Tuesday, April 13, 2010

Smackdown gets a new home

2 years ago, World Wrestling Entertainment's Friday Night Smackdown was cancelled by the CW network because its programming head, Dawn Ostroff, decided it didn't fit with the female-centric programming she wanted on the network. It stood out like a sore thumb amidst a program roster that included Gossip Girl, One Tree Hill, America's Next Top Model, and the revival of 90210 (formerly Beverly Hills 90210), and Ostroff didn't want it anymore.

The opportunity was there for Chairman Vince McMahon to consolidate all of his prime-time programming under the NBC-Universal umbrella. Monday Night Raw is on its 2nd tour of duty on USA. ECW, since cancelled, was on SyFy (then still Sci-Fi). Unfortunately, common sense didn't figure into the equation, as per usual, and McMahon decided to bring his Friday show to the beleagured MyNetwork TV, a sister network to Fox. Never mind the reputed hatred between McMahon and News Corporation chairman Rupert Murdoch. McMahon needed, he felt, a broadcast network home for one of his shows. He didn't want them all on cable. Not just yet, anyway.

Warp ahead to the present. MyNetwork TV is on life support, with Smackdown the only 1st-run series on the roster. It was pretty much a given that McMahon would have to pull stakes and move his franchise again, but where?

That question was answered earlier today when the WWE issued a press release confirming and verifying a news report in the Los Angeles Times. Smackdown is finally joining Raw as part of the NBC-Universal family, and will be on SyFy beginning October 1. Early reports claimed that NXT, which just launched February 23, would be cancelled, but WWE is hoping to keep the show going by relocating it to another network, say for example another NBC-U net, like Bravo, or consigning it to being online-only on their website, which is how they slowly killed off two previous series, Velocity and Heat. Moving NXT to Bravo, which has a few other reality shows on their roster, such as Top Chef, would make the most amount of sense. But, remember, common sense is a foreign commodity rarely found in the WWE boardroom.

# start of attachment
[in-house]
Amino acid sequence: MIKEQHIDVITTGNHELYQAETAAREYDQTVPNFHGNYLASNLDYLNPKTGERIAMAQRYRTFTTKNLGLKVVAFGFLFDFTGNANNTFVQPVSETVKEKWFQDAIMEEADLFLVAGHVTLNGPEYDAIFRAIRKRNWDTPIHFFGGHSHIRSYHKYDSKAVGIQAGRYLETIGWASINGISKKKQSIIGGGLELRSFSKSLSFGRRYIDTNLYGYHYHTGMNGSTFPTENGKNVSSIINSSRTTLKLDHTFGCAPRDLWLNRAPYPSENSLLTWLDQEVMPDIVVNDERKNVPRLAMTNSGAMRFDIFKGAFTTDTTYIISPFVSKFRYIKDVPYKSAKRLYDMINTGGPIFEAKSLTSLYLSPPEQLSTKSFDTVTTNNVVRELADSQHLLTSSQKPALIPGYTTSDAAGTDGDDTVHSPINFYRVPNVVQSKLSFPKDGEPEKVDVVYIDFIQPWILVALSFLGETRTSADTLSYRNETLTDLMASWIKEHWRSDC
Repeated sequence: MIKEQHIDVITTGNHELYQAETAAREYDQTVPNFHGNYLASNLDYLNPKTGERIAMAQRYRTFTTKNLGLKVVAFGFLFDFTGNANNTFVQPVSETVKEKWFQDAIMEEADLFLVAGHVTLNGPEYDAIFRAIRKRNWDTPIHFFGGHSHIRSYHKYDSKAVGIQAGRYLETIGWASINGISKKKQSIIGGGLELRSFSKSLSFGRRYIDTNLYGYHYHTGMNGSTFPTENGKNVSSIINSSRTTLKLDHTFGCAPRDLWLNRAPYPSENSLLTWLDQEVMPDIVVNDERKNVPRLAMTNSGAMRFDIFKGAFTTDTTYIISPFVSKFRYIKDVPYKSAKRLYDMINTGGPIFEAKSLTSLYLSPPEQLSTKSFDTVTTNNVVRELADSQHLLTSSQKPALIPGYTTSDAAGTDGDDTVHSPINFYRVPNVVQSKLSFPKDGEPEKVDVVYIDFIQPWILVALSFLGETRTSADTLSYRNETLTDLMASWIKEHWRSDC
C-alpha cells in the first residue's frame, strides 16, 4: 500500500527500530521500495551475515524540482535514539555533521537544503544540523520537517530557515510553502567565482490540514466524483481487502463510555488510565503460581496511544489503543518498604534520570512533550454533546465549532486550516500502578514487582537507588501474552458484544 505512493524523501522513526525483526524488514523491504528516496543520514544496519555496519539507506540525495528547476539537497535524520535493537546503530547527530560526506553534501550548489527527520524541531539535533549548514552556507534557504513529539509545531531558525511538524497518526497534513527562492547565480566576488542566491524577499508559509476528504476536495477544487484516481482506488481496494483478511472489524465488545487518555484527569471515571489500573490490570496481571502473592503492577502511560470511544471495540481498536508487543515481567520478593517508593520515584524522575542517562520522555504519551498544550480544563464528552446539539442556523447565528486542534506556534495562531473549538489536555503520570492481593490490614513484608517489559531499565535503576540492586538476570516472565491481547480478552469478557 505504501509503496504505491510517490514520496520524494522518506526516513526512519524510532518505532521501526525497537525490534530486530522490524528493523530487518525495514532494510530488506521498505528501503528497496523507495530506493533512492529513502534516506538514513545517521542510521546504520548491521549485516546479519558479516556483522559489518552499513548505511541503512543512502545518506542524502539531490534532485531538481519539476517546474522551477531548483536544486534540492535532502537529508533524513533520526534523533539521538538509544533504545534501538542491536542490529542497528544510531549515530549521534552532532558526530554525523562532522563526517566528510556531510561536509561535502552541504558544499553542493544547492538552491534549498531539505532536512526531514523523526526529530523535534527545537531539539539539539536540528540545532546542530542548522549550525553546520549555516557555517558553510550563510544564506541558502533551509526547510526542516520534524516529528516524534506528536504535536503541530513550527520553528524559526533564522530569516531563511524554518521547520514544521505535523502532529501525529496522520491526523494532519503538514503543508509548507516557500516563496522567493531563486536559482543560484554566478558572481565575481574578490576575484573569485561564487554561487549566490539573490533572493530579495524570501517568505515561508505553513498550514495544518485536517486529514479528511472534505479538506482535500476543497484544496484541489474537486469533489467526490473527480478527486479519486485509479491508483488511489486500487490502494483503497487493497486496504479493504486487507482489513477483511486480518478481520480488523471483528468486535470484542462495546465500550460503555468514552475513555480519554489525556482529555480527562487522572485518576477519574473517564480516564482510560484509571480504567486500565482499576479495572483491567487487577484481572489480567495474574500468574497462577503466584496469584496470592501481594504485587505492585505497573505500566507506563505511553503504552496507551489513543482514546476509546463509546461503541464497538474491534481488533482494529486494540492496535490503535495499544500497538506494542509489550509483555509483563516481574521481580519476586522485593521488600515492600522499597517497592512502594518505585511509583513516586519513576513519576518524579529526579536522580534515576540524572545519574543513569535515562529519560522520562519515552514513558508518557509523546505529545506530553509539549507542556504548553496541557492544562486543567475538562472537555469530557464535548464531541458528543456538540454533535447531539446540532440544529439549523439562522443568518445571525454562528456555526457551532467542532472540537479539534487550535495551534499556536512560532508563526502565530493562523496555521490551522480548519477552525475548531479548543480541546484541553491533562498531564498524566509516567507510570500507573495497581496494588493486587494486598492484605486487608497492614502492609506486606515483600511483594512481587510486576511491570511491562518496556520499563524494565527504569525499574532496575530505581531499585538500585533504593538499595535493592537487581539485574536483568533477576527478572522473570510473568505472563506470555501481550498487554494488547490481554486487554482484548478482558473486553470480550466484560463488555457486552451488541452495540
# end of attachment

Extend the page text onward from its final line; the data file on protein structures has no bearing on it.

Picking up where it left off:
To make room, SyFy is moving their Friday science fiction/fantasy/drama block to Tuesdays. Apparently, paying WWE 13 million dollars isn't enough to convince either side that now would be the best time to make Smackdown live every week, rather than on 3 days tape delay, which is the current business model for the series.

But, again, McMahon cannot consolidate everything under one roof. WWE Superstars, revived last year and placed on WGN America, isn't as readily available as its companion series, and it would be in WWE's best interest to pursue the option of buying out their contract with WGN America to get the programming consolidation that would work best for both the company, its primary corporate partner, and its fans.

It's a win-win situation across the board anyway, because in addition to the near-complete consolidation of programming, McMahon is guaranteeing viewers 52 weeks of Smackdown annually, something he couldn't do as long as it remained on a broadcast network whose affiliates are also committed to sports teams such as the New York Yankees and will delay or pre-empt Smackdown while baseball and/or basketball are in season. I've read where SyFy isn't in as many homes as MyNetwork TV, but that could change before October 1, when Smackdown makes its SyFy debut to launch its 12th season.

It may have been 2 years late, but it's the right move after all.

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